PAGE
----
As a private and Catholic university, the school frequently has presentations that analyses the bible. This time, Communication Department Dr. Elayne Shapiro looked at conflict in the bible through a mediative perspective.
Her analysis was on the story of Joseph: the favorite son of Jacob who was sold off to slavery by his brothers because they were jealous of him, eventually became governor of Egypt where he ran into them again, imprisoned them out of revenge, and then went through a healing process and a path of forgiveness.
Throughout her discussion, she reviewed several mediation theories including the types of forgiveness, variables of forgiveness, reason to forgive, grudge theory, and motivations of forgiveness.
Four types of forgiveness:
1. Unforgiveness or mulling
2. Unilateral: Self-forgiveness and forgiveness for personal benefit
3. Bilateral: Both sides forgive each other
4. Reconciliation: Re-establishing a relationship between the person that wronged and whom was wronged.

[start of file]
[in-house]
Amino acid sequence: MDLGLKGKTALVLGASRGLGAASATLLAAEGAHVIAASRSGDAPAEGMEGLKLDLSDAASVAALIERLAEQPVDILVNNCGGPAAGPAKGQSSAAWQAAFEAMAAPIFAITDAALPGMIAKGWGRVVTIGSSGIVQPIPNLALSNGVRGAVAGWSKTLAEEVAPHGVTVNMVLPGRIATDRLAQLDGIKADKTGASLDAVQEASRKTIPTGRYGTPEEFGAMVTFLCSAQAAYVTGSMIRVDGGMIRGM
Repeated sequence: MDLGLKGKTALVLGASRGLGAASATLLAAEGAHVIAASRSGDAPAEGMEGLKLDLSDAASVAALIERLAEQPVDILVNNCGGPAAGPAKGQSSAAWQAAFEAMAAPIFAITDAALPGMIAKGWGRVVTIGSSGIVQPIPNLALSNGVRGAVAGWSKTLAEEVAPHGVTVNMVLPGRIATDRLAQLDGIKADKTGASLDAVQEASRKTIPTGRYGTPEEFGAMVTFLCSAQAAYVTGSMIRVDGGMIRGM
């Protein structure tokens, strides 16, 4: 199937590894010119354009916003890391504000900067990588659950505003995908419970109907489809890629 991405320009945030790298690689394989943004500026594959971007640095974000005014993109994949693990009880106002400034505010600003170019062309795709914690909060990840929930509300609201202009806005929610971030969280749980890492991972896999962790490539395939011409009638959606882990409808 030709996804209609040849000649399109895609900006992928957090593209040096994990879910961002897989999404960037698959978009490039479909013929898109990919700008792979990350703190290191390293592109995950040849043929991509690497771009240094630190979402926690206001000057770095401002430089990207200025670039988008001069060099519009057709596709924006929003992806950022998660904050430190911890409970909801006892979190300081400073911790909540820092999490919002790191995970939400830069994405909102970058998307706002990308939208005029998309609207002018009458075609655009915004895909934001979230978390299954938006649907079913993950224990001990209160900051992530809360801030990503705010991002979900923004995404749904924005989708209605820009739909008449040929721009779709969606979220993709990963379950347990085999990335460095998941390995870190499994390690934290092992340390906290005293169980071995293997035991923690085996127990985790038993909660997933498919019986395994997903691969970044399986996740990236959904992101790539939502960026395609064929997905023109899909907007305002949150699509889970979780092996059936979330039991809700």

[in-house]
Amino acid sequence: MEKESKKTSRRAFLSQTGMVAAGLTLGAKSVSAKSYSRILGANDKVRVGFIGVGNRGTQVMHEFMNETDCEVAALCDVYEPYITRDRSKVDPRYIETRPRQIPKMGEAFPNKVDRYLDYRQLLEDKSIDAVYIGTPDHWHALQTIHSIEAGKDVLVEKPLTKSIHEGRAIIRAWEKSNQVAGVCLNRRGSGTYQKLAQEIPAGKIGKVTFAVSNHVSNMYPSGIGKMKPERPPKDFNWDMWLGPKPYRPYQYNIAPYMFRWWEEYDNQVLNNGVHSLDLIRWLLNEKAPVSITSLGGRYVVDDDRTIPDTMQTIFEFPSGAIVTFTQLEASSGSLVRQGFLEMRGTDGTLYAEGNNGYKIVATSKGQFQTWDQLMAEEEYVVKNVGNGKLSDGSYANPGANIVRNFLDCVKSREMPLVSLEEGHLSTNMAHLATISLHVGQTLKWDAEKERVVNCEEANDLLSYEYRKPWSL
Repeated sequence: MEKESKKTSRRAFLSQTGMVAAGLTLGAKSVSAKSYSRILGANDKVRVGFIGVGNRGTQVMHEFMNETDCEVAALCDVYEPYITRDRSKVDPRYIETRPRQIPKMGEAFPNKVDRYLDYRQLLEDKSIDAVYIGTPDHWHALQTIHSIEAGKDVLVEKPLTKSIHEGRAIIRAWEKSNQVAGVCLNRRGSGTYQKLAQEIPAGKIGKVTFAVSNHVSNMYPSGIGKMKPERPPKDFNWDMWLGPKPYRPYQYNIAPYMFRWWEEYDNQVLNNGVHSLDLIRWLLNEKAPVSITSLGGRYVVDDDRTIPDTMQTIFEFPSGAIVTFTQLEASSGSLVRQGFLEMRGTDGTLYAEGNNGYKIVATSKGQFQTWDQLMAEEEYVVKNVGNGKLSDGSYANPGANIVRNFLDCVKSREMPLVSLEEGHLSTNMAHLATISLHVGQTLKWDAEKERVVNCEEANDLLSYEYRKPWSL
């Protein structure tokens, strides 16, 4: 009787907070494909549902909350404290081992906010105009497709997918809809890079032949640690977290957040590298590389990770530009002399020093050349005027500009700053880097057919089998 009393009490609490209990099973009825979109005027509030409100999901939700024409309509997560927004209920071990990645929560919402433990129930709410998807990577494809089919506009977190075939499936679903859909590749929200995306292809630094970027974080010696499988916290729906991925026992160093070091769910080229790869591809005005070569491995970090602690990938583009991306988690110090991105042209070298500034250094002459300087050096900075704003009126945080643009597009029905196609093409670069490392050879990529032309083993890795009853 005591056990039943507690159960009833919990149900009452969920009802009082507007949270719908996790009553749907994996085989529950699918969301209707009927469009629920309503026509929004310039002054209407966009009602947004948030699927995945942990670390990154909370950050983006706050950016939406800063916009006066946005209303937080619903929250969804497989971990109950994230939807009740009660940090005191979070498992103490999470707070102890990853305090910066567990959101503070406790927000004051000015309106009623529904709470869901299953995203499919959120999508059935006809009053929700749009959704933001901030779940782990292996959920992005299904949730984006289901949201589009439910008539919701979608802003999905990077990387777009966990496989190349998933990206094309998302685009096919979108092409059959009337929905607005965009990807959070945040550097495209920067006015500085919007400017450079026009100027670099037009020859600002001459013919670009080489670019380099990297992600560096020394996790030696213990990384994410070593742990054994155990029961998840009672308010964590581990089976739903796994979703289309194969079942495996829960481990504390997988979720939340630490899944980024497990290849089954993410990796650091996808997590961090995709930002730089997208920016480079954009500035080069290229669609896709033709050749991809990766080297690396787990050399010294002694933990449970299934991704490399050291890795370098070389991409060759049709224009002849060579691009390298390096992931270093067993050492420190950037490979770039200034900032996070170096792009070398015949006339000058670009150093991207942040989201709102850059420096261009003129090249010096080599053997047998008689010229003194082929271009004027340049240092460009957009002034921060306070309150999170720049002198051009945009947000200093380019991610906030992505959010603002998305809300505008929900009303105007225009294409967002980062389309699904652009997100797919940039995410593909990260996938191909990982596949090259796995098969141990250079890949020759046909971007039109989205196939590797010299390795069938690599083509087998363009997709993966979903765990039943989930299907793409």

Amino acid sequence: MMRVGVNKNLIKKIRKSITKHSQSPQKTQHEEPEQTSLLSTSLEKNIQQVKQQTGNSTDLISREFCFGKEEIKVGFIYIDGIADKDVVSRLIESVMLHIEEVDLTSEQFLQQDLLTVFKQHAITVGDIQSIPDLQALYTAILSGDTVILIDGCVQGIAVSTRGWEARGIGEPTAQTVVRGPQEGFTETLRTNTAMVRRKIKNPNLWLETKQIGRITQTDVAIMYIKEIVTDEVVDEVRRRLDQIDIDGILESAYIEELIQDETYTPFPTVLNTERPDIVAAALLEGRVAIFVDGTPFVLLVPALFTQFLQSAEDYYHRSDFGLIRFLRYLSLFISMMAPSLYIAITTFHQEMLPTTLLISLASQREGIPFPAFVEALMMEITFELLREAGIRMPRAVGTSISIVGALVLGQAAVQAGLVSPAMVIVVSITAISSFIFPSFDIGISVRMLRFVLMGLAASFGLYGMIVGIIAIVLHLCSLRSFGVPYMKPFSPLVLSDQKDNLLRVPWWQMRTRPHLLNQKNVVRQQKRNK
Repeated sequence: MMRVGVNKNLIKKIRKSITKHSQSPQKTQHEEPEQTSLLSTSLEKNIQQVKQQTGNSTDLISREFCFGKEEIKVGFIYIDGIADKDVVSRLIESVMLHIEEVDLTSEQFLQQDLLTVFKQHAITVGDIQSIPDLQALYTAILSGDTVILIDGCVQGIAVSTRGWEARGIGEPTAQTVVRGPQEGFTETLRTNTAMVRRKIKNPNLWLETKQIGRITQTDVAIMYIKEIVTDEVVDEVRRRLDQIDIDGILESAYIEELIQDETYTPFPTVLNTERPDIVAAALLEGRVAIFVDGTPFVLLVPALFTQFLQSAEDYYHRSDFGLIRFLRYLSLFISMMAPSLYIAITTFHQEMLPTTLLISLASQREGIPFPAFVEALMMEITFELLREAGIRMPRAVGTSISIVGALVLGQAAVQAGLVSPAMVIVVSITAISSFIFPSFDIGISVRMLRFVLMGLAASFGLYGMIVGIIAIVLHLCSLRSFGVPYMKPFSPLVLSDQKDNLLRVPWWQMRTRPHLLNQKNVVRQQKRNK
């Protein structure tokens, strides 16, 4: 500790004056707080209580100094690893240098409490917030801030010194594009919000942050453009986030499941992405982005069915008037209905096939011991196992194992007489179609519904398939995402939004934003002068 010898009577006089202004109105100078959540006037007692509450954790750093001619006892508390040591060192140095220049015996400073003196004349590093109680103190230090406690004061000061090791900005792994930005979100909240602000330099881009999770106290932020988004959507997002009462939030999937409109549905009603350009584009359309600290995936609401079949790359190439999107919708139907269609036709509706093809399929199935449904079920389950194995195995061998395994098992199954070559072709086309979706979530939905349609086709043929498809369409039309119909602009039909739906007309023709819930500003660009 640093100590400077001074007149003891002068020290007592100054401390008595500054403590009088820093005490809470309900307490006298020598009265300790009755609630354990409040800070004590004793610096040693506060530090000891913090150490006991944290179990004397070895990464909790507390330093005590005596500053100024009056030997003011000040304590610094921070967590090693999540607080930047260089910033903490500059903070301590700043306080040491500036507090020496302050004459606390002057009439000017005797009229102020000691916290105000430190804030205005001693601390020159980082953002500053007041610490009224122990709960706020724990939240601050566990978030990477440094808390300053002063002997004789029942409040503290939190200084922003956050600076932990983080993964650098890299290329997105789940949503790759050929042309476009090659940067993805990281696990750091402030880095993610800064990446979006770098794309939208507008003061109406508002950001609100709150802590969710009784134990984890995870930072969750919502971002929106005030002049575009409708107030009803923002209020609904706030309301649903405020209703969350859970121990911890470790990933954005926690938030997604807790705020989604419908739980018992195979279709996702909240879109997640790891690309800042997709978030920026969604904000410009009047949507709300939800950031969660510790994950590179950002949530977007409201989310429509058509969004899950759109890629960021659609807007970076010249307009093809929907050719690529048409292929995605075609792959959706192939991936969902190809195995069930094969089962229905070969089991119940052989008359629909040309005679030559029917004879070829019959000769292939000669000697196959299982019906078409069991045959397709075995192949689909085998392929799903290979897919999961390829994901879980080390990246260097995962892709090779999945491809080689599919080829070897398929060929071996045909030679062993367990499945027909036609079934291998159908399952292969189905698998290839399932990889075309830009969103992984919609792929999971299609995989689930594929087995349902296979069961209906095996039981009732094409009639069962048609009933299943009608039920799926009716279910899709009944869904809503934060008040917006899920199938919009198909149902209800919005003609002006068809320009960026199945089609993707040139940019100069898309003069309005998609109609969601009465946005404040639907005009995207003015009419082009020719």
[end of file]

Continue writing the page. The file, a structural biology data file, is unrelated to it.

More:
Three variables that correlate with bilateral forgiveness:
Two reasons to forgive:
There is a section of the brain called the cortisol that enables and prevents us to forgive others.
The physical toll it takes on a human body when it is stressed.
Grudge Theory: Why people hold grudges:
1. Desire to get rewards and is beneficial to ourselves
2. Belief that the grudge held will prevent future transgression
3. It gives power to the person holding the grudge because the victim continues to suffer as a means of revenge
4. There was a loss of pride
So, what motivates forgiveness?
3. Social pressure
5. Social harmony
6. Universal ethical principles
In conclusion, Shapiro said that “conflict is as old as the bible” and that it teaches us that it is okay that we are not perfect human beings.
Shapiro recently published a book co-authored with UP Theologian Dr. Carol Dempsey entitled: Reading the Bible: Transforming Conflict.